By Jaxon McGinn
Local Journalism Initiative Reporter
Sunny South News
A new survey suggests the number of Alberta teachers planning to leave the profession for another job next year has more than doubled.
A summary of a pandemic pulse survey from the Alberta Teachers’ Association (ATA) conducted at the end of November suggests more than 37 per cent of respondents reported they probably won’t be teaching in Alberta next year.
Compared to an annual member opinion survey done last March, the number of teachers planning to retire was similar, at 16 per cent. Still, the percentage who said they are leaving for another job has doubled, increasing to 14 per cent. Seven per cent said they plan to go to a different province to teach elsewhere.
In an interview Tuesday, ATA President Jason Schilling said the numbers reflect what he’s already heard from teachers, some of whom plan to retire early because they are being asked to do more with the bare minimum, which is, “stretching everything.”
“They feel like this government doesn’t care about them, and they feel like this government doesn’t support the work that they’re doing in the middle of a pandemic,” said Schilling, adding the percentage of teachers who continue to feel high levels of exhaustion, stress, and anxiety after two years of the pandemic is worrisome.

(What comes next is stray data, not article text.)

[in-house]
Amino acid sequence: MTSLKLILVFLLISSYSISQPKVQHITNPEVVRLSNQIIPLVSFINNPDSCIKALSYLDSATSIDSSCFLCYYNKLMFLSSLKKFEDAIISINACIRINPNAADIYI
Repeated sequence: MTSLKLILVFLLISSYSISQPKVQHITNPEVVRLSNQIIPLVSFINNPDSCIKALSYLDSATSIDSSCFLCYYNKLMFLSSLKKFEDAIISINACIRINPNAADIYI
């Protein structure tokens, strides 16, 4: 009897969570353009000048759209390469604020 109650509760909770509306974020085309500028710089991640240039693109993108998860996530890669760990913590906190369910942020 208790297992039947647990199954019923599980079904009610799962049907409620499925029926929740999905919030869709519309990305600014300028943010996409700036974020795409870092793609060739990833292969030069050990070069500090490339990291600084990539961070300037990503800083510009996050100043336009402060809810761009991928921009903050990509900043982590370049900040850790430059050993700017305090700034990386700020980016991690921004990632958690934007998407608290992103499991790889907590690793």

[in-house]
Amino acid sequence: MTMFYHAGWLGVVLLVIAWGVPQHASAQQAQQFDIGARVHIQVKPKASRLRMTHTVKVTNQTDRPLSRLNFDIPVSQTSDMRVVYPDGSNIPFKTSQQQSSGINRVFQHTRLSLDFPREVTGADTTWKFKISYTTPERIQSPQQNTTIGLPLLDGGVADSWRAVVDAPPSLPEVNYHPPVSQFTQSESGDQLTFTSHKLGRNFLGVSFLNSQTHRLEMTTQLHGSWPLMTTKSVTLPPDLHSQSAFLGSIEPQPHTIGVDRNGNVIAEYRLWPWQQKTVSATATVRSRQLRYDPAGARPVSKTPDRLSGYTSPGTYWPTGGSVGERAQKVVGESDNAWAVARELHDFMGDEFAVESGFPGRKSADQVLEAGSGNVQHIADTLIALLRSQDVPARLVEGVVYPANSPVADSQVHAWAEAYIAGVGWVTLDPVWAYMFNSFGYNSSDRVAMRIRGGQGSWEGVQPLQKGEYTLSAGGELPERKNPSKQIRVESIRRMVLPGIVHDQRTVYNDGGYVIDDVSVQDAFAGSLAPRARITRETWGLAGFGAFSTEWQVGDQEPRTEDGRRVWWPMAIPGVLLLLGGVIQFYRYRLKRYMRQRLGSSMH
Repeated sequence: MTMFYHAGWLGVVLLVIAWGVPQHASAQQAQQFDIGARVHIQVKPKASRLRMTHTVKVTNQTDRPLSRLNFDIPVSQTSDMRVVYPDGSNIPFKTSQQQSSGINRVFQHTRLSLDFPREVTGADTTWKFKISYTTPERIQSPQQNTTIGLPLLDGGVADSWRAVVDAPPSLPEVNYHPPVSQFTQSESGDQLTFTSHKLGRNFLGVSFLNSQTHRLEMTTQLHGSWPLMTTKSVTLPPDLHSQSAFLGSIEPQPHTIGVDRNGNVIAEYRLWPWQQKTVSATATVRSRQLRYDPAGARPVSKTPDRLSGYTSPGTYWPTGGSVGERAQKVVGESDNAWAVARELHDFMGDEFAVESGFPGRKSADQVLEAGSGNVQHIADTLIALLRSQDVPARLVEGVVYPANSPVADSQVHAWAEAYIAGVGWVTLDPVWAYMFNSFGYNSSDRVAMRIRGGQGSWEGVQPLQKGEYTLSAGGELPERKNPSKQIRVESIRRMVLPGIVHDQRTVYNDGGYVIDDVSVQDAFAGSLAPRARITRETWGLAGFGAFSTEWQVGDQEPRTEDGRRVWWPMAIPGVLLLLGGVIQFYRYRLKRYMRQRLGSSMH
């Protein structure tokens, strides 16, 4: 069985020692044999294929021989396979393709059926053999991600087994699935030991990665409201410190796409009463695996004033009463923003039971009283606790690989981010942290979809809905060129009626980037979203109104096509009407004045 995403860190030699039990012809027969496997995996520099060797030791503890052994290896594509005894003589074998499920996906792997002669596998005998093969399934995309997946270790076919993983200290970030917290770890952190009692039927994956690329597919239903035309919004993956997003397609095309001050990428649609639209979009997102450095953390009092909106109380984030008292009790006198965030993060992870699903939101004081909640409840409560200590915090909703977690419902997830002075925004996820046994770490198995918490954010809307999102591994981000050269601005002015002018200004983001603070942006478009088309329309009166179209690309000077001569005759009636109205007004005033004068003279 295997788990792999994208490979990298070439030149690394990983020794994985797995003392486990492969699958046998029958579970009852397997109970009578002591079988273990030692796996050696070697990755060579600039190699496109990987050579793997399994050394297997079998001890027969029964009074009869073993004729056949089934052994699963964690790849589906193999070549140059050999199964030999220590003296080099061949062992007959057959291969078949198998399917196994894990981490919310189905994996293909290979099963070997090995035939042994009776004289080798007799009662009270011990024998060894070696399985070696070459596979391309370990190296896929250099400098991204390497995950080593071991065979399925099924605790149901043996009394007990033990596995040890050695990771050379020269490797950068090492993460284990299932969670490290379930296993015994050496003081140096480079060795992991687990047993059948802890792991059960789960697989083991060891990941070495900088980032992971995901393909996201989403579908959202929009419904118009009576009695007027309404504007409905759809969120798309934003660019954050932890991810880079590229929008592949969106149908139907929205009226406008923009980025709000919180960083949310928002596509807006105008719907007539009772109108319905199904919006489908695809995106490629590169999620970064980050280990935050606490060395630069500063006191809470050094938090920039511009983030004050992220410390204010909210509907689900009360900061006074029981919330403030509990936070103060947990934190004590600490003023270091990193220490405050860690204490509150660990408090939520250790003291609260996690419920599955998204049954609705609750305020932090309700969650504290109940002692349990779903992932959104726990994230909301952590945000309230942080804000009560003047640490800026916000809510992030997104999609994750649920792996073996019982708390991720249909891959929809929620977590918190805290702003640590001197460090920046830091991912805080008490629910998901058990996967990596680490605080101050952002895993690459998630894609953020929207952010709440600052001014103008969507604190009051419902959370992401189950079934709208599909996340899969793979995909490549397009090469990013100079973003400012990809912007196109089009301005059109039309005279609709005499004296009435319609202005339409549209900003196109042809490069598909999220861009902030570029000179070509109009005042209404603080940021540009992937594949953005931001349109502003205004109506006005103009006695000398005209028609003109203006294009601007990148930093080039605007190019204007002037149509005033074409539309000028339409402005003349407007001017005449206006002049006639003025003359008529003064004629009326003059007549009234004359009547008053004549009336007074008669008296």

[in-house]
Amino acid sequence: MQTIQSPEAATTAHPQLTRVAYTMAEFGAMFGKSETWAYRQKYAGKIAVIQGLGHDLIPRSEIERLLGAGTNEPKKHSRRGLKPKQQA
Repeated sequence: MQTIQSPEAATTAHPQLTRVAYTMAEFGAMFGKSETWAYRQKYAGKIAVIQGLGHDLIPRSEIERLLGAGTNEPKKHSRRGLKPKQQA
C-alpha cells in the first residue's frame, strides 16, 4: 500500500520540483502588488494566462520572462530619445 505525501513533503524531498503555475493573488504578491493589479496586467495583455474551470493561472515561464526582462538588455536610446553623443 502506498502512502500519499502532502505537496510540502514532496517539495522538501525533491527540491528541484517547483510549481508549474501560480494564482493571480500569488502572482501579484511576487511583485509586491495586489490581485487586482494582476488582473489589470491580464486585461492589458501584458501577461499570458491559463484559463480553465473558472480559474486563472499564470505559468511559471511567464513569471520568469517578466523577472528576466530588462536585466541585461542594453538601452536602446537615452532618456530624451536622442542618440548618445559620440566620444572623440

Ninety-two per cent of respondents reported exhaustion, while 88 per cent reported high stress. The ATA said its survey provides a representative sample of more than 1,300 teachers and school leaders, with a margin of error of plus or minus 2.5 per cent 19 times out of 20.
Katherine Stavropoulos, press secretary to Education Minister Adriana LaGrange, questioned the validity of the survey’s findings in a statement Tuesday, Jan 25, 2022, noting it represents only 2.8 per cent of the province’s 46,000 teachers. However, she said the ministry recognizes the past two years of the pandemic have been challenging.
“We continue to explore options to attract and retain teachers and teacher leaders to Alberta schools and look forward to sharing more information when it is available,” said Stavropoulos.
At a news conference Tuesday, Jan 25, NDP education critic Sarah Hoffman blamed the survey results on the UCP government’s refusal to give schools the resources they need.
Sue Bell, a recently retired Edmonton principal and teacher who worked in schools for almost 30 years, said she felt forced to leave the job to preserve her own physical and mental health at the NDP news conference.
“The breaking point began last year around September 20 or so when we had to take on the job of contact tracing at schools because, from that point on, I did not have a day off until we went online in December. I was on call 24 hours a day — no switching off, no downtime,” said Bell.